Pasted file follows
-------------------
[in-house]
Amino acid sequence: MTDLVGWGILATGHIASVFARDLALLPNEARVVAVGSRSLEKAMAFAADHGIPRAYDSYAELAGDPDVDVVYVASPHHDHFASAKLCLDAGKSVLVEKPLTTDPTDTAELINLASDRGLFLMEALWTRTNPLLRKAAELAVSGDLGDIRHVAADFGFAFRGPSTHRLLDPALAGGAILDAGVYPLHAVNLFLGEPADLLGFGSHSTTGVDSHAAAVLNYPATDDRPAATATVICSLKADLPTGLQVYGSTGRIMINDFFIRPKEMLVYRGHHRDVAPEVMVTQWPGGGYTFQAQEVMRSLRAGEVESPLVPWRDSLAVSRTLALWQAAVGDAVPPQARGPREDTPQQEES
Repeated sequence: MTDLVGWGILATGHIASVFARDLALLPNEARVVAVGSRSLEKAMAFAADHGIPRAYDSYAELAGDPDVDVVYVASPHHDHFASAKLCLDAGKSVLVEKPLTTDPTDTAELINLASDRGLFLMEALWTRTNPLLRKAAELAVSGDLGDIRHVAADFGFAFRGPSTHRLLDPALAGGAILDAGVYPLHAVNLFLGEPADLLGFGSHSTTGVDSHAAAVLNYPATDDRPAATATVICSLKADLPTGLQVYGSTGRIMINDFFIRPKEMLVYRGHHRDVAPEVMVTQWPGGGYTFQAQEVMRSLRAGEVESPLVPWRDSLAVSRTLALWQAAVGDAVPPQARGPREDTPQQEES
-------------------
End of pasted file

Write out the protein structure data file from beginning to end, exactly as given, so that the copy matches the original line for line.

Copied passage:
[in-house]
Amino acid sequence: MTDLVGWGILATGHIASVFARDLALLPNEARVVAVGSRSLEKAMAFAADHGIPRAYDSYAELAGDPDVDVVYVASPHHDHFASAKLCLDAGKSVLVEKPLTTDPTDTAELINLASDRGLFLMEALWTRTNPLLRKAAELAVSGDLGDIRHVAADFGFAFRGPSTHRLLDPALAGGAILDAGVYPLHAVNLFLGEPADLLGFGSHSTTGVDSHAAAVLNYPATDDRPAATATVICSLKADLPTGLQVYGSTGRIMINDFFIRPKEMLVYRGHHRDVAPEVMVTQWPGGGYTFQAQEVMRSLRAGEVESPLVPWRDSLAVSRTLALWQAAVGDAVPPQARGPREDTPQQEES
Repeated sequence: MTDLVGWGILATGHIASVFARDLALLPNEARVVAVGSRSLEKAMAFAADHGIPRAYDSYAELAGDPDVDVVYVASPHHDHFASAKLCLDAGKSVLVEKPLTTDPTDTAELINLASDRGLFLMEALWTRTNPLLRKAAELAVSGDLGDIRHVAADFGFAFRGPSTHRLLDPALAGGAILDAGVYPLHAVNLFLGEPADLLGFGSHSTTGVDSHAAAVLNYPATDDRPAATATVICSLKADLPTGLQVYGSTGRIMINDFFIRPKEMLVYRGHHRDVAPEVMVTQWPGGGYTFQAQEVMRSLRAGEVESPLVPWRDSLAVSRTLALWQAAVGDAVPPQARGPREDTPQQEES